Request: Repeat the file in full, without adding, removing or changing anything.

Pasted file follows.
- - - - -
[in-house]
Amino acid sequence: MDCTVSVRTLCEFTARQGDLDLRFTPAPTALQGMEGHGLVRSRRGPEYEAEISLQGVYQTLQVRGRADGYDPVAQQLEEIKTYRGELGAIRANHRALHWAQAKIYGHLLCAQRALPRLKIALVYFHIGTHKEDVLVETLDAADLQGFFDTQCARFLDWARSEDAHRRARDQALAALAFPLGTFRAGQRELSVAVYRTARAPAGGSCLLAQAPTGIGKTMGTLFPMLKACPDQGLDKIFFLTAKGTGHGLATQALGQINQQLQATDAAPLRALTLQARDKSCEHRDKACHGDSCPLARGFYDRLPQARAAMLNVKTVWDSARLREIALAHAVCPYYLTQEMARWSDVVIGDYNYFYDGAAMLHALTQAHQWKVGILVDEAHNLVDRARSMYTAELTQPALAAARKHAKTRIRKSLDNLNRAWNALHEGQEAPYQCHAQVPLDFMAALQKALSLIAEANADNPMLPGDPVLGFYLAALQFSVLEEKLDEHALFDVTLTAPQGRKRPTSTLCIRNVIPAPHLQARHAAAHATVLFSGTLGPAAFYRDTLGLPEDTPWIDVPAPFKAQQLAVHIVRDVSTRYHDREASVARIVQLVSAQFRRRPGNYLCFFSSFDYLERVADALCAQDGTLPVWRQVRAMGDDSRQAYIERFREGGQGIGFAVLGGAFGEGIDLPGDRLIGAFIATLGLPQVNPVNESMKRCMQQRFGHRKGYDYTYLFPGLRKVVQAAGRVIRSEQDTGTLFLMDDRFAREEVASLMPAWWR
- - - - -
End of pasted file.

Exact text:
[in-house]
Amino acid sequence: MDCTVSVRTLCEFTARQGDLDLRFTPAPTALQGMEGHGLVRSRRGPEYEAEISLQGVYQTLQVRGRADGYDPVAQQLEEIKTYRGELGAIRANHRALHWAQAKIYGHLLCAQRALPRLKIALVYFHIGTHKEDVLVETLDAADLQGFFDTQCARFLDWARSEDAHRRARDQALAALAFPLGTFRAGQRELSVAVYRTARAPAGGSCLLAQAPTGIGKTMGTLFPMLKACPDQGLDKIFFLTAKGTGHGLATQALGQINQQLQATDAAPLRALTLQARDKSCEHRDKACHGDSCPLARGFYDRLPQARAAMLNVKTVWDSARLREIALAHAVCPYYLTQEMARWSDVVIGDYNYFYDGAAMLHALTQAHQWKVGILVDEAHNLVDRARSMYTAELTQPALAAARKHAKTRIRKSLDNLNRAWNALHEGQEAPYQCHAQVPLDFMAALQKALSLIAEANADNPMLPGDPVLGFYLAALQFSVLEEKLDEHALFDVTLTAPQGRKRPTSTLCIRNVIPAPHLQARHAAAHATVLFSGTLGPAAFYRDTLGLPEDTPWIDVPAPFKAQQLAVHIVRDVSTRYHDREASVARIVQLVSAQFRRRPGNYLCFFSSFDYLERVADALCAQDGTLPVWRQVRAMGDDSRQAYIERFREGGQGIGFAVLGGAFGEGIDLPGDRLIGAFIATLGLPQVNPVNESMKRCMQQRFGHRKGYDYTYLFPGLRKVVQAAGRVIRSEQDTGTLFLMDDRFAREEVASLMPAWWR